There is such a feature. Within an interrupt, interrupts are blocked. So read the counter value into a 16 bit global variable while in the interrupt, and exit.
I think some nest by re-enabling higher-priority interrupts in the ISR. I am only using the one ISR anyway.
The interrupt problem: Suppose both interrupt code and non-interrupt code were to read TCNT1 in C, or suppose one reads TCNT1 and the other reads UBRR1, UBRR0, OCR3B, OCR3A, ICR3, TCNT3, OCR1B, OCR1A, ICR1, or EEAR . (Not all of the processors have all of those registers, but if they do, the
bug feature could supposedly occur.)
Alternatively, you can disable interrupts while the main program reads a 16 bit variable. But that doesn't work for timers and some other devices (like the ADC), because they keep running during the two 8-bit operations. It is for this reason that Atmel introduced the above discussed temporary register.
temporarily disabling interrupts does hold off the interrupts, which would allow the two reads to be effectively atomic.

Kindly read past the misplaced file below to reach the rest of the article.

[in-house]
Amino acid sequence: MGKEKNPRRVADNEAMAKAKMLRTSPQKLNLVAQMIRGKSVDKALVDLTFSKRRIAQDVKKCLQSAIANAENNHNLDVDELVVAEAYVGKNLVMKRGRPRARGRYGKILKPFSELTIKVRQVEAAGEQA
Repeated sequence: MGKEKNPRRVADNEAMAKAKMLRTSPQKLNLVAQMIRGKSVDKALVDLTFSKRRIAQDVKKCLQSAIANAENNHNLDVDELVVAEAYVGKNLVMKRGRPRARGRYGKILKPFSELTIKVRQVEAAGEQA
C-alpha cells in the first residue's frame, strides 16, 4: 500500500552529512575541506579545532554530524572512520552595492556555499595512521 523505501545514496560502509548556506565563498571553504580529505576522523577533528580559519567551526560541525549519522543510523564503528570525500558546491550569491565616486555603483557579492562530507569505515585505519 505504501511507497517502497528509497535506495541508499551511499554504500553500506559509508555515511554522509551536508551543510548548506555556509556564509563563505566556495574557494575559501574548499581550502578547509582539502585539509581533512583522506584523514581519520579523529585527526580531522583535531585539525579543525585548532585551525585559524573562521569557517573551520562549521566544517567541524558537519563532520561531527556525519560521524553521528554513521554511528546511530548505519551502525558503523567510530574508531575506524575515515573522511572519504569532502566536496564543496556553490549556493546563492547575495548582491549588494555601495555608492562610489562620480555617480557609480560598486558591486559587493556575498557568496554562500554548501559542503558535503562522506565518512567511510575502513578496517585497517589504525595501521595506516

My workaround is to get rid of all references to TCNT1H in my C code.
Is there a place in the Arduino Forum where they would actually like to hear about this, which I consider a tool set bug in implementing the architecture? Semantically it may be a library bug rather than a compiler bug, but somewhere in tool set, this is what I would consider a bug. One for-sure bug would be that any read access to TCNT1H must be immediately be preceded by an an access to TCNT1L. This would apply to any of the 16-bit registers. There is a similar consideration for writes to the low bytes. The not-a-bug portion would be to make the two accesses automatically atomic. Maybe generate a warning? Harder problem because the atomic actions hurts performance much more than an always-needed dummy read or dummy write.